Background and study aims Many studies have reported on laterally spreading tumors (LSTs), but systematic reviews of the data to determine their risk of containing submucosal invasion (SMI) are lacking. We systematically screened and analyzed the available literature to provide a more solid basis for evidence-based treatment.
Methods We conducted a systematic search in PubMed, Embase, the Cochrane Library, and Scopus for published articles until July 2017. We estimated pooled prevalence or odds ratios (ORs) with 95% confidence intervals (CIs), using random-effects models. We classified endoscopic subtypes into granular LST, which comprises the homogeneous and nodular mixed subtypes, and non-granular LST, which comprises the flat elevated and pseudodepressed subtypes.
Results We identified 2949 studies, of which 48 were included. Overall, 8.5% (95 % CI 6.5%-10.5%) of LSTs contained SMI. The risk of SMI differed among the LST sub-types: 31.6% in non-granular pseudodepressed LSTs (95 % CI 19.8%-43.4%), 10.5% in granular nodular mixed LSTs (95% CI 5.9%-15.1 %), 4.9% in non-granular flat elevated LSTs (95% CI 2.1%-7.8%), and 0.5% in granular homogenous LSTs (95% CI 0.1%-1.0%). SMI was more common in distally rather than in proximally located LSTs (OR 2.50, 95% CI 1.24 -5.02). The proportion of SMI increased with lesion size (10-19mm, 4.6 %; 20-29mm, 9.2 %; >= 30mm, 16.5 %). The pooled prevalence of patients with one or more LSTs in the general colonoscopy population was 0.8% (95% CI 0.6%-1.1%).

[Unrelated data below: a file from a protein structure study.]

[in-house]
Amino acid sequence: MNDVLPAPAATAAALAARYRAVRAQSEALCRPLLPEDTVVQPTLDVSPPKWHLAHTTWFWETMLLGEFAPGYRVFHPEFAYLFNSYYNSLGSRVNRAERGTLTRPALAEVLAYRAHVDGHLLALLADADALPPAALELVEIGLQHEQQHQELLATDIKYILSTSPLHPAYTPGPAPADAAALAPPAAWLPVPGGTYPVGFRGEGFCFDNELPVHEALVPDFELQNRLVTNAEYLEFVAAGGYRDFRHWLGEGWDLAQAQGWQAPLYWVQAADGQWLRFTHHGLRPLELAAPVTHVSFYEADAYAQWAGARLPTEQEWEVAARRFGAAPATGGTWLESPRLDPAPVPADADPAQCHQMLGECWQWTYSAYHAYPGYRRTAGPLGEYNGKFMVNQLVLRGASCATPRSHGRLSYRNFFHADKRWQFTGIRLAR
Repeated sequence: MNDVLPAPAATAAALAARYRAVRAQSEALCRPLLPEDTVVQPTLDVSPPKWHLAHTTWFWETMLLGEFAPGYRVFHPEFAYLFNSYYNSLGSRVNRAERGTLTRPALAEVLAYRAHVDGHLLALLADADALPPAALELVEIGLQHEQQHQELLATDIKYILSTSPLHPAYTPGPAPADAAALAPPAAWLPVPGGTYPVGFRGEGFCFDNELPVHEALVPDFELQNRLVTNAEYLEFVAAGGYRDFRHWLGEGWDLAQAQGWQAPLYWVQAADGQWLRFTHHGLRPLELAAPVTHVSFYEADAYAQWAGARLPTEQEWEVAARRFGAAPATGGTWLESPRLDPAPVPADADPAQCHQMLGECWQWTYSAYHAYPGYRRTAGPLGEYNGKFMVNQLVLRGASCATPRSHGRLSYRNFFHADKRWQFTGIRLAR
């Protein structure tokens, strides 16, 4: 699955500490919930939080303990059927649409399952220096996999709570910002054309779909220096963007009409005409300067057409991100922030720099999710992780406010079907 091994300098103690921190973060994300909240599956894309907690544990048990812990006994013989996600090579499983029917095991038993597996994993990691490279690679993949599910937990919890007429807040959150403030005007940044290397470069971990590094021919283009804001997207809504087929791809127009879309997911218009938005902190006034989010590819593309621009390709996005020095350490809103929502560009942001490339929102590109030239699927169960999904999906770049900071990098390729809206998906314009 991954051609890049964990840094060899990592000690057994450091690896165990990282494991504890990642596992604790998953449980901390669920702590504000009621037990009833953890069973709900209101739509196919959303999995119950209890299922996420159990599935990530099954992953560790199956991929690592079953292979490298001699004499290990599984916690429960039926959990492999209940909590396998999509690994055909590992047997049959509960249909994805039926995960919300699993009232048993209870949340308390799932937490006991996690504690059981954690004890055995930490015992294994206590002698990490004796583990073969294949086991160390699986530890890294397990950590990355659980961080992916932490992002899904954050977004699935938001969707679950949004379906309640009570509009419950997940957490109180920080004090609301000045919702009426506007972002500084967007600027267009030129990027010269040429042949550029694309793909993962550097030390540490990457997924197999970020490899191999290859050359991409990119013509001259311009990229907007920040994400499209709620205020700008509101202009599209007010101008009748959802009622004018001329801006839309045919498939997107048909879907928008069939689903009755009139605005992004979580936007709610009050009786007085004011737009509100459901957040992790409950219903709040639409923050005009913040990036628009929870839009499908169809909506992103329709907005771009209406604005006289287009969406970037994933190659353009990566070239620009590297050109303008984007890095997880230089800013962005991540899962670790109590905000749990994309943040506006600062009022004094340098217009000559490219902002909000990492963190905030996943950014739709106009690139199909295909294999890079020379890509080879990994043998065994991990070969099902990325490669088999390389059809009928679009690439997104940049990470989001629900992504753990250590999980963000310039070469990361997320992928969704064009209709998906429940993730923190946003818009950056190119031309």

Conclusion The majority of LSTs are non-invasive at the time of colonoscopic detection and can be treated with (piecemeal) endoscopic mucosal resection. Pretreatment diagnosis of endoscopic subtype, specifying areas of concern (nodule or depression), determines those LSTs at highest risk of containing SMI, where en bloc resection is the
- MUCOSAL RESECTION
- CLINICOPATHOLOGICAL FEATURES
- NEOPLASTIC LESIONS
- NONPOLYPOID FLAT
- 20 MM